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Old October 17th, 2008, 08:09 PM   #41
ADCS
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Who says it ain't broke? You? I doubt it will be enough to convince the FHWA not to proceed with the change
Well, that ship sailed three months ago, and they weren't listening to you if you didn't come with at least 20 peer reviewed papers backing you up.

I've got to say that I do like the big divergent arrows, but the reality is that they are a bit unwieldy and very nonintuitive. This is a step in the right direction.

I'm ready for the compromise solution when it comes to pictorial signs. Basically, if it can be done with a pictograph, it should be done with a pictograph. If it can be done much more easily and clearly with text, do it with text.

BTW, Alex, be happy you're in WA and will actually see some of these changes implemented. CA will just come out with their standard state MUTCD, which pretty much always says that the national one is null and void in CA, and that they'll keep doing what they've done since 1946.
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Old October 17th, 2008, 09:21 PM   #42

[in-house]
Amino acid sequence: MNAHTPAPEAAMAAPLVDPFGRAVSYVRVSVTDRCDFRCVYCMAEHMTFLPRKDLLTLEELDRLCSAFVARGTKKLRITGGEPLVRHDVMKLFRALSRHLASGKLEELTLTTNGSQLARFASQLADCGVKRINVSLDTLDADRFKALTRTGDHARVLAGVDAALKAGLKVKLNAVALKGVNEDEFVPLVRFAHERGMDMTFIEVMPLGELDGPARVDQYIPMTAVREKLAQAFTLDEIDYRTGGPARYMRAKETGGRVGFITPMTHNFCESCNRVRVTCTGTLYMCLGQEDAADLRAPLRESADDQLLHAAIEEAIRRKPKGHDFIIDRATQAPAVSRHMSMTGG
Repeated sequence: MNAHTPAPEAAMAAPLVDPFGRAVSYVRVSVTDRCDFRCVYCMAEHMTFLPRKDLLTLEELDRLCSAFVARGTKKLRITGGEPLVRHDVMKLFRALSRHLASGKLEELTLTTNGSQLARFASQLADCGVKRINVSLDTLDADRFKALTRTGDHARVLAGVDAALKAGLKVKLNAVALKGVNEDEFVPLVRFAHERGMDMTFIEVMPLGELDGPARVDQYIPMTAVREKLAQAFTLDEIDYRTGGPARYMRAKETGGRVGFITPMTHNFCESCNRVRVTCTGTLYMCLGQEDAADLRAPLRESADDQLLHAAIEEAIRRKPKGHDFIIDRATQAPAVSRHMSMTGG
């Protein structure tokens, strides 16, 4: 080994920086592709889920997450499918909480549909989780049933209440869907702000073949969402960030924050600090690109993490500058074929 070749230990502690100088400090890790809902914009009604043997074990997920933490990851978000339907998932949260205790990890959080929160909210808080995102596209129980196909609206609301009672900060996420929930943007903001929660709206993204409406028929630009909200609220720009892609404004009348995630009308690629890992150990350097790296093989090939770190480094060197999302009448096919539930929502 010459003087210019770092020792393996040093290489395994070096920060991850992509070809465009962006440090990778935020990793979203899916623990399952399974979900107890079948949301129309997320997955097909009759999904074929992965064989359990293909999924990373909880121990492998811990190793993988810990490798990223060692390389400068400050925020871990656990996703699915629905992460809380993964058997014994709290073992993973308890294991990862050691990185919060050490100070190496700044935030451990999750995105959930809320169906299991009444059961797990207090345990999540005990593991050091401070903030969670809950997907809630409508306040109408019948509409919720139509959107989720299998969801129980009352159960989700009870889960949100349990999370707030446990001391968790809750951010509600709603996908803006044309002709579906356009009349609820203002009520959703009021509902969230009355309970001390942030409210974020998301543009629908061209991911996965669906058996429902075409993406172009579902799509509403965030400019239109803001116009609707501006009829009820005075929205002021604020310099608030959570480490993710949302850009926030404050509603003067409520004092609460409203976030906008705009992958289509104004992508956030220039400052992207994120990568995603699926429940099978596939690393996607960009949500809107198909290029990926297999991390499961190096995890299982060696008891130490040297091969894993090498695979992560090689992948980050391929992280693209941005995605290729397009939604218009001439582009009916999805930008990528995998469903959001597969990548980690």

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I'm ready for the compromise solution when it comes to pictorial signs. Basically, if it can be done with a pictograph, it should be done with a pictograph. If it can be done much more easily and clearly with text, do it with text.
The problem with the text, in my opinion, is that it cannot be easily recognised from distance. At least, not as easy as the pictograph. Even if we disregard the argument that some people may not know English well enough to read the signs, pictographs are still better for locals too because of increased visibility. I noticed that after some time, I started recognising textual signs (e.g. "Lane ends. Merge Left") by the shape of the text before I was close enough to read them. So, I still rely on shape. Is it normal? Is it the purpose of the textual signs? I don't think so.

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BTW, Alex, be happy you're in WA and will actually see some of these changes implemented. CA will just come out with their standard state MUTCD, which pretty much always says that the national one is null and void in CA, and that they'll keep doing what they've done since 1946.